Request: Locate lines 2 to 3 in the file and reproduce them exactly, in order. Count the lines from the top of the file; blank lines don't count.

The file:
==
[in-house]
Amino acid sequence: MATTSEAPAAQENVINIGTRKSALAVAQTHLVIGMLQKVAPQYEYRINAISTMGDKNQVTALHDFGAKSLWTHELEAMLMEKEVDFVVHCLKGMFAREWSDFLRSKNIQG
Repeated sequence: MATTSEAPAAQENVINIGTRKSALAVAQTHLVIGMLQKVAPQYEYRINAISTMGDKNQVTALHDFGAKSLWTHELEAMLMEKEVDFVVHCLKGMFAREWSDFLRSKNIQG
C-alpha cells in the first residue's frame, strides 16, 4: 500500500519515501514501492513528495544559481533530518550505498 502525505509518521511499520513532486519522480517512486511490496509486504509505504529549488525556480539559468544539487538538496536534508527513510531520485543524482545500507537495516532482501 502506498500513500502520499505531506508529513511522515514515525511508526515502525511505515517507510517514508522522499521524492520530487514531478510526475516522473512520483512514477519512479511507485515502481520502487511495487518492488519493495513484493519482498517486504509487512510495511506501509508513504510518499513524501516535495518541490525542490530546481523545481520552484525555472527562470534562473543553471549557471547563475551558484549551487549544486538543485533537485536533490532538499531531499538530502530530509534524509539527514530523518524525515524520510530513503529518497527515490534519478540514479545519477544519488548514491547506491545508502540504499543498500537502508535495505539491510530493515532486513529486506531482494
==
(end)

Amino acid sequence: MATTSEAPAAQENVINIGTRKSALAVAQTHLVIGMLQKVAPQYEYRINAISTMGDKNQVTALHDFGAKSLWTHELEAMLMEKEVDFVVHCLKGMFAREWSDFLRSKNIQG
Repeated sequence: MATTSEAPAAQENVINIGTRKSALAVAQTHLVIGMLQKVAPQYEYRINAISTMGDKNQVTALHDFGAKSLWTHELEAMLMEKEVDFVVHCLKGMFAREWSDFLRSKNIQG